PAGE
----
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Correlation of genomic alterations between tumor tissue and circulating tumor DNA by next-generation sequencing

Abstract

Purpose

Analysis of circulating tumor DNA (ctDNA) offers an unbiased and noninvasive way to assess the genetic profiles of tumors. This study aimed to analyze mutations in ctDNA and their correlation with tissue mutations in patients with a variety of cancers.

Methods

We included 21 cancer patients treated with surgical resection for whom we collected paired tissue and plasma samples. Next-generation sequencing (NGS) of all exons was performed in a targeted human comprehensive cancer panel consisting of 275 genes.

Results

Six patients had at least one mutation that was concordant between tissue and ctDNA sequencing. Among all mutations (n = 35) detected by tissue and blood sequencing, 20% (n = 7) were concordant at the gene level. Tissue and ctDNA sequencing identified driver mutations in 66.67% and 47.62% of the tested samples, respectively. Tissue and ctDNA NGS detected actionable alterations in 57.14% and 33.33% of patients, respectively. When somatic alterations identified by each test were combined, the total proportion of patients with actionable mutations increased to 71.43%. Moreover, variants of unknown significance that were judged likely pathogenic had a higher percentage in ctDNA exclusively. Across six representative genes (PIK3CA, CTNNB1, AKT1, KRAS, TP53, and MET), the sensitivity and specificity of detection using mutations in tissue sample as a reference were 25 and 96.74%, respectively.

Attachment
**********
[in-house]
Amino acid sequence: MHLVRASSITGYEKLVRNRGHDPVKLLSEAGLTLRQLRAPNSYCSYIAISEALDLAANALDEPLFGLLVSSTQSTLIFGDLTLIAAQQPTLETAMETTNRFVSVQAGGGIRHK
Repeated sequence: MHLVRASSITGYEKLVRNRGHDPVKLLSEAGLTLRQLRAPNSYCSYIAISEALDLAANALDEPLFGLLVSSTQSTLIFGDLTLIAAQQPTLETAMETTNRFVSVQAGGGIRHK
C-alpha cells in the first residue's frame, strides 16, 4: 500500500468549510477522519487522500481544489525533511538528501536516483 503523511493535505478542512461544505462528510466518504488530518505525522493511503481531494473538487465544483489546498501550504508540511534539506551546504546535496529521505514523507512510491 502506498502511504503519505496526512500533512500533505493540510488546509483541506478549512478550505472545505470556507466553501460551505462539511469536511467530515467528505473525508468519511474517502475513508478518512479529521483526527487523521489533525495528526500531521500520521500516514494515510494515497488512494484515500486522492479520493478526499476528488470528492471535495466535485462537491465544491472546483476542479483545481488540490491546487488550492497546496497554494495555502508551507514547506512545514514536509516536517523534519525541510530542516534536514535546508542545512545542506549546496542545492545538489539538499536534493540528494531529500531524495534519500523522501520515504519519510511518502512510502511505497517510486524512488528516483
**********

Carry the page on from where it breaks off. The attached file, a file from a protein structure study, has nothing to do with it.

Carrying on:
Conclusions

This study indicates that tissue NGS and ctDNA NGS are complementary rather than exclusive approaches; these data support the idea that ctDNA is a promising tool to interrogate cancer genetics.

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Funding

This work has been supported in part by China Medical University Hospital grant (DMR107-100) and Taiwan Ministry of Health and Welfare Clinical Trial Center (MOHW107-TDU-B-212-123004).

Author information

Correspondence to Ya-Sian Chang.

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Conflict of interest

All authors declare that they have no conflicts of interest.

Ethical approval

This study was approved by the Institutional Review Board at the China Medical University Hospital (CMUH106-REC1-047).

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Cite this article

Chang, Y., Fang, H., Hung, Y. et al. Correlation of genomic alterations between tumor tissue and circulating tumor DNA by next-generation sequencing. J Cancer Res Clin Oncol 144, 2167–2175 (2018). https://doi.org/10.1007/s00432-018-2747-9

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Keywords

  • CtDNA
  • NGS
  • Driver mutations
  • Actionable mutations